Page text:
The three gods, from the Sandman comics. SuperPower Wiki.

Anyone who’s read the Sandman comics knows what to expect of Gaiman’s thunder-god, who is strong, fearless, and clueless. The one thing he knows, and sticks to, is that if there is trouble, Loki caused it. Loki, and Odin, of course, are the clever, slippery ones. Odin is wise, however, and looks ahead, while Loki acts mainly on impulse. (Michael Dirda poiints out that the gods speak like superheroes: Thor as the Hulk, Loki as Iron Man, as Robert Downey plays him.)

The short paragraphs and straightforward sentences suggest an audience of eight and up. Like Kevin Crossley-Holland’s earlier book, its main audience seems to be children, which is not to say that adults won’t enjoy it. Gaiman acknowledges Crossley-Holland and Roger Lancelyn Green as inspirations for his book, saying that Green was his first introduction to Norse myth as a child.

Retelling the Norse myths for children is easier in some ways than retelling the Greek myths, because there’s not a lot of sex, and certainly a lot less rape. The Norse myths are more violent, however, starting right with the creation myth.

In the beginning, there was ice and fire, and two beings, the giant Ymir and the cow Audhumla, grew out of the space between them. Ymir created more beings out of his own body, and they in turn had children, including the god Odin and his two brothers. They decided to create the worlds, but had nothing to create them with. So they killed grandfather Ymir, and made the nine worlds out of his body:

Ve and Vili and Odin looked at each other and spoke of what was needful to do, there in the void of Ginnungagap. They spoke of the universe, and of life, and of the future.

Odin and Ve and Vili killed the giant Ymir. It had to be done. There was no other way to make the worlds. This was the beginning of all things, the death that made all life possible.

Gaiman, being a modern storyteller, goes inside the gods’ heads and tells what their reasoning was. This is a stark contrast to the style of the Prose Edda or the Icelandic sagas, who tend to a more reportorial style: they tell you what happened, and what people said and did, but let you draw your own conclusions about motivations.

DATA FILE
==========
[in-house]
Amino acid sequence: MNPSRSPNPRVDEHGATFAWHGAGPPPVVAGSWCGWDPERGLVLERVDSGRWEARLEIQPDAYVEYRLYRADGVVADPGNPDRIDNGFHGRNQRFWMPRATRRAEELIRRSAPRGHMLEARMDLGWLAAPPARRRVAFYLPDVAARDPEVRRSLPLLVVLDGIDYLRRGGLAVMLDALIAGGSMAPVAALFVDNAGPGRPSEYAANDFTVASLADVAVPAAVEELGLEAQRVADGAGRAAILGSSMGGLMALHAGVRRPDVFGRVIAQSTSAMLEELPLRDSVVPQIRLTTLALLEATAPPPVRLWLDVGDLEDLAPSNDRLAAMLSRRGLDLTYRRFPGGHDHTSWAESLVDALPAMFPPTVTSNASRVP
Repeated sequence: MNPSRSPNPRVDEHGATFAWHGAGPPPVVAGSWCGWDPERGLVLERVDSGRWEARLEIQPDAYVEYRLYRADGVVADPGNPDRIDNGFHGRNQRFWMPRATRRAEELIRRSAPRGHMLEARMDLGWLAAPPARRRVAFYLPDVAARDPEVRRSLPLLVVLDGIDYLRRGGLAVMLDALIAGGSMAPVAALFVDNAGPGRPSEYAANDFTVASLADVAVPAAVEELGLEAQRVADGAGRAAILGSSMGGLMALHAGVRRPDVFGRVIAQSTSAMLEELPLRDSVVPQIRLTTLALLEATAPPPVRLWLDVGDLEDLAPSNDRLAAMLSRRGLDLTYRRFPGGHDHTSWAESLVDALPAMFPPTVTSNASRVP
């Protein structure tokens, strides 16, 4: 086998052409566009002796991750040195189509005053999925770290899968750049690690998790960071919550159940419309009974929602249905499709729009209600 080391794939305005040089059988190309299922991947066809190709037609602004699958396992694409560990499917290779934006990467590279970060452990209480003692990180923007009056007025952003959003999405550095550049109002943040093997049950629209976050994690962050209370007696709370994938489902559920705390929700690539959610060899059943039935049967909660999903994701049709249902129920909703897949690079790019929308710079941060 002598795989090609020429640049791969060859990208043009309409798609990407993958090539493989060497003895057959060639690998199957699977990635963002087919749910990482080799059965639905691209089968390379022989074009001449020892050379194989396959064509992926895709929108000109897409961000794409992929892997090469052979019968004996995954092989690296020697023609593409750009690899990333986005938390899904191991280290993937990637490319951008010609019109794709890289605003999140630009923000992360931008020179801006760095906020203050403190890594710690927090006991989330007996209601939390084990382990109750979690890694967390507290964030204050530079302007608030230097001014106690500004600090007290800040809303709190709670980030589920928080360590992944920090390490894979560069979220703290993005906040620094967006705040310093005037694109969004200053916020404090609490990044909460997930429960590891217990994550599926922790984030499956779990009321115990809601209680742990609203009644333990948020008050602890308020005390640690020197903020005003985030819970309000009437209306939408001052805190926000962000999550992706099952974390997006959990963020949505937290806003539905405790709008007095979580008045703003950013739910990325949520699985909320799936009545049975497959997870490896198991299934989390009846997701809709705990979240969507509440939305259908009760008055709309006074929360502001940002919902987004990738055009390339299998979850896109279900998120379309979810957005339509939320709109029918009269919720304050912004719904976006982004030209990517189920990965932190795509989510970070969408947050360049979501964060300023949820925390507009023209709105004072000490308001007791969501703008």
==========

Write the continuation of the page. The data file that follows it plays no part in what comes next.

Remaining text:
The Prose Edda simply says of Ymir’s death:

Bor’s sons killed the giant Ymir. And when he fell, so much blood escaped from his wounds that with it they drowned all the race of frost-giants, except the one that escaped with his family.

Gaiman’s simple, stripped-down style was probably inspired by Snorri’s Edda and the sagas, who tend to be brief and to the point. He does elaborate on his sources in places, however. In both the poem Thrymskivda and Gaiman’s book Freyja’s reaction to Thor’s suggestion that she marry a giant to get his hammer back is pure fury. Gaiman also describes Freyja’s growing anger in the story of how Asgard’s walls were built, where the gods once again use Freyja, along with the sun and moon, as bait.

A depiction of the unnamed master builder with the horse Svaðilfari (1919) by Robert Engels. Wikimedia.

Loki assumes the giant won’t finish on time, but Freyja is not convinced. As the walls mount, we see her getting more and more pissed off, until she tries to make a bargain of her own: if she has to leave Asgard to live with the giants, then Loki has to die before she goes. (Loki saves the day with a trick of his own.) Gaiman uses Freyja’s mounting fury as a recurring element in his telling, whle the Prose Edda doesn’t mention her reactions at all.

He does apologize in the introduction for the lack of stories about the Norse goddesses, who are very poorly represented in the stories that remain to us. It’s clear that his heart belongs to Angrboda, Loki’s mistress and mother of three monstrous children by him. (Given the Sandman comics, this makes sense.)

I was pleased by his handling of Skadi‘s story, where he makes her desire for revenge the focus. (Unlike Crossley-Holland, he doesn’t funk describing how Loki made Skadi laugh, although that may be because in 1980 Penguin didn’t want godly testicles in a children’s book. Even Gaiman blinked slightly on that point.)

However, he failed completely with the story of how Freyr fell for Gerdr, as told in the Eddic poem Skirnirsmal. He had to put together the Prose Edda version, which focuses on Freyr’s lovesickness, with Skirnirsmal, a dialogue between Gerdr and Freyr’s messenger, Skirnir. In the poem, Gerdr steadfastly refuses to meet with Freyr and has to be coerced into it.

Gaiman focuses on Freyr, and only mentions Skirnir’s meeting with Gerdr so that she can consent immediately. (I kept thinking of the parallel between Freyja’s fury at being married off to a giant and Gerdr’s refusal to marry some distant god she’d never met.)

Don’t allow my carping about Gerdr to put you off reading this book. Gaiman’s version of the Norse myths is an easy, captivating read for children that adults will also enjoy. And if you want a little more background on Norse myths and the society that invented them, read Carolyne Larrington’s book alongside it.

Origins of Nerthus

The true origins of the Goddess Nerthus are obscure, thanks to the lack of a written record. She does seem to have profound connections to the Vanir — a group of Norse gods associated with vitality, health, fertility, and divination.